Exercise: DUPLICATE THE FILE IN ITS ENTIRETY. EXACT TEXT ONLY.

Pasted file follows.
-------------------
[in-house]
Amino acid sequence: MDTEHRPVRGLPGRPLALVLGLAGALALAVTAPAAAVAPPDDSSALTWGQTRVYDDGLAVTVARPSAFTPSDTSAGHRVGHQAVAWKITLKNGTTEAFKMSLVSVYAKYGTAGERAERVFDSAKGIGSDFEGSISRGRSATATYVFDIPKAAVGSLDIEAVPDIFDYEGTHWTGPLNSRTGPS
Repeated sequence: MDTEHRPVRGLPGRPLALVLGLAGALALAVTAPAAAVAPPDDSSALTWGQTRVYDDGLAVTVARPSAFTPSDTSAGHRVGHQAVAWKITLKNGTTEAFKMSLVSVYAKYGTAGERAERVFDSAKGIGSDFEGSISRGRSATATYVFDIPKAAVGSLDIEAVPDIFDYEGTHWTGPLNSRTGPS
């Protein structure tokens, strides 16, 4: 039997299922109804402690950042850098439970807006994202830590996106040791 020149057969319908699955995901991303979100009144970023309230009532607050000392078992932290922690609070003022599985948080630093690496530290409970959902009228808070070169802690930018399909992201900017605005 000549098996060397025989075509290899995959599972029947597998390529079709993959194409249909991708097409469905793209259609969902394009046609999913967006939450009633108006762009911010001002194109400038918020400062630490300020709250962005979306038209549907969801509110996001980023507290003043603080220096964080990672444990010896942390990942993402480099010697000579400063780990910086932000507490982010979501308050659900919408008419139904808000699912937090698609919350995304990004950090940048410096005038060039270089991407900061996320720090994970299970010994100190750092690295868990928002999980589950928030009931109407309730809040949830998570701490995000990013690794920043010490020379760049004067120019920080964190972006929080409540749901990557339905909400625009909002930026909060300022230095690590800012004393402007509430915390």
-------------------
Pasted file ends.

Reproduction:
[in-house]
Amino acid sequence: MDTEHRPVRGLPGRPLALVLGLAGALALAVTAPAAAVAPPDDSSALTWGQTRVYDDGLAVTVARPSAFTPSDTSAGHRVGHQAVAWKITLKNGTTEAFKMSLVSVYAKYGTAGERAERVFDSAKGIGSDFEGSISRGRSATATYVFDIPKAAVGSLDIEAVPDIFDYEGTHWTGPLNSRTGPS
Repeated sequence: MDTEHRPVRGLPGRPLALVLGLAGALALAVTAPAAAVAPPDDSSALTWGQTRVYDDGLAVTVARPSAFTPSDTSAGHRVGHQAVAWKITLKNGTTEAFKMSLVSVYAKYGTAGERAERVFDSAKGIGSDFEGSISRGRSATATYVFDIPKAAVGSLDIEAVPDIFDYEGTHWTGPLNSRTGPS
């Protein structure tokens, strides 16, 4: 039997299922109804402690950042850098439970807006994202830590996106040791 020149057969319908699955995901991303979100009144970023309230009532607050000392078992932290922690609070003022599985948080630093690496530290409970959902009228808070070169802690930018399909992201900017605005 000549098996060397025989075509290899995959599972029947597998390529079709993959194409249909991708097409469905793209259609969902394009046609999913967006939450009633108006762009911010001002194109400038918020400062630490300020709250962005979306038209549907969801509110996001980023507290003043603080220096964080990672444990010896942390990942993402480099010697000579400063780990910086932000507490982010979501308050659900919408008419139904808000699912937090698609919350995304990004950090940048410096005038060039270089991407900061996320720090994970299970010994100190750092690295868990928002999980589950928030009931109407309730809040949830998570701490995000990013690794920043010490020379760049004067120019920080964190972006929080409540749901990557339905909400625009909002930026909060300022230095690590800012004393402007509430915390």